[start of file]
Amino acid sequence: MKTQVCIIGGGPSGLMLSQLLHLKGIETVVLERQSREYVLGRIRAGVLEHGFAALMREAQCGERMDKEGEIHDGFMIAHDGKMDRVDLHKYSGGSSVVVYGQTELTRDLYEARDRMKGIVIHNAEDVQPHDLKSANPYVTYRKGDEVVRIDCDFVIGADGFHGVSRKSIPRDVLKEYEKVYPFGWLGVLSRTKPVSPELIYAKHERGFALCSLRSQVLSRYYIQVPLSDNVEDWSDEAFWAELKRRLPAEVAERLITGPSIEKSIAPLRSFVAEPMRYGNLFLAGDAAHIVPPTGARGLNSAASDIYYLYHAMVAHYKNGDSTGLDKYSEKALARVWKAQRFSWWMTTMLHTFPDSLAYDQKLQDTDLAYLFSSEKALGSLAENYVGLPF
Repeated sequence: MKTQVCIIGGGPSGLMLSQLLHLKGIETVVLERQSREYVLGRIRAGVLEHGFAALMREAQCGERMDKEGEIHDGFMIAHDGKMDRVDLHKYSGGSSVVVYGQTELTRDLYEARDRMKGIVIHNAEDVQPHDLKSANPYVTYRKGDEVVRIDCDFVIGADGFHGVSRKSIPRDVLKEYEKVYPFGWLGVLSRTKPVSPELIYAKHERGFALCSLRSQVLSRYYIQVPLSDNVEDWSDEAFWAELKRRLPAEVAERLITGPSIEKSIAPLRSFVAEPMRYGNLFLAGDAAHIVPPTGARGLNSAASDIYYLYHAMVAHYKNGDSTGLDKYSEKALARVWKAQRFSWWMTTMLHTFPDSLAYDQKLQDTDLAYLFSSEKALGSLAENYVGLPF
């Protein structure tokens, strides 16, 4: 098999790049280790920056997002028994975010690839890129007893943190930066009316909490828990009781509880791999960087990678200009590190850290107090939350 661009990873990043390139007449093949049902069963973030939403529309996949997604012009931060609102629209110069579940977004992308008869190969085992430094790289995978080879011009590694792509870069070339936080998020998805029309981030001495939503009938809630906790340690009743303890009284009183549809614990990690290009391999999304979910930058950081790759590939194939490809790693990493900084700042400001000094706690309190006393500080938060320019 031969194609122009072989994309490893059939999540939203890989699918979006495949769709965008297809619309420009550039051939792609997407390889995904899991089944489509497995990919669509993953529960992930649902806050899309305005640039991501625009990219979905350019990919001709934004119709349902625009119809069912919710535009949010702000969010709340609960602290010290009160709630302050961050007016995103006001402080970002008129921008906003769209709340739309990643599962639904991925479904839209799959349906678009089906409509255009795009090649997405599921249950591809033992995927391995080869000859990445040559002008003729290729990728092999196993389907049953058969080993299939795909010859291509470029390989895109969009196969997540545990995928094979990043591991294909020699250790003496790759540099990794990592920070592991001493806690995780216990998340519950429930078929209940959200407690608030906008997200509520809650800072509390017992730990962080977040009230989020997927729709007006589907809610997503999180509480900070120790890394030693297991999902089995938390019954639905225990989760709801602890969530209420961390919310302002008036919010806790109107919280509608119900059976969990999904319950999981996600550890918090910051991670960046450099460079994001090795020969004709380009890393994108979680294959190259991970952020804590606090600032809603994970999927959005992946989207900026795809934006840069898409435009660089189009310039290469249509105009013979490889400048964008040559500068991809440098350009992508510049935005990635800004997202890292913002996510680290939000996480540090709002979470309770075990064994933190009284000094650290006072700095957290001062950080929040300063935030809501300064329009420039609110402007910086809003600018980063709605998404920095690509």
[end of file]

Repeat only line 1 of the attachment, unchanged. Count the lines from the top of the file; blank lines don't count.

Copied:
Amino acid sequence: MKTQVCIIGGGPSGLMLSQLLHLKGIETVVLERQSREYVLGRIRAGVLEHGFAALMREAQCGERMDKEGEIHDGFMIAHDGKMDRVDLHKYSGGSSVVVYGQTELTRDLYEARDRMKGIVIHNAEDVQPHDLKSANPYVTYRKGDEVVRIDCDFVIGADGFHGVSRKSIPRDVLKEYEKVYPFGWLGVLSRTKPVSPELIYAKHERGFALCSLRSQVLSRYYIQVPLSDNVEDWSDEAFWAELKRRLPAEVAERLITGPSIEKSIAPLRSFVAEPMRYGNLFLAGDAAHIVPPTGARGLNSAASDIYYLYHAMVAHYKNGDSTGLDKYSEKALARVWKAQRFSWWMTTMLHTFPDSLAYDQKLQDTDLAYLFSSEKALGSLAENYVGLPF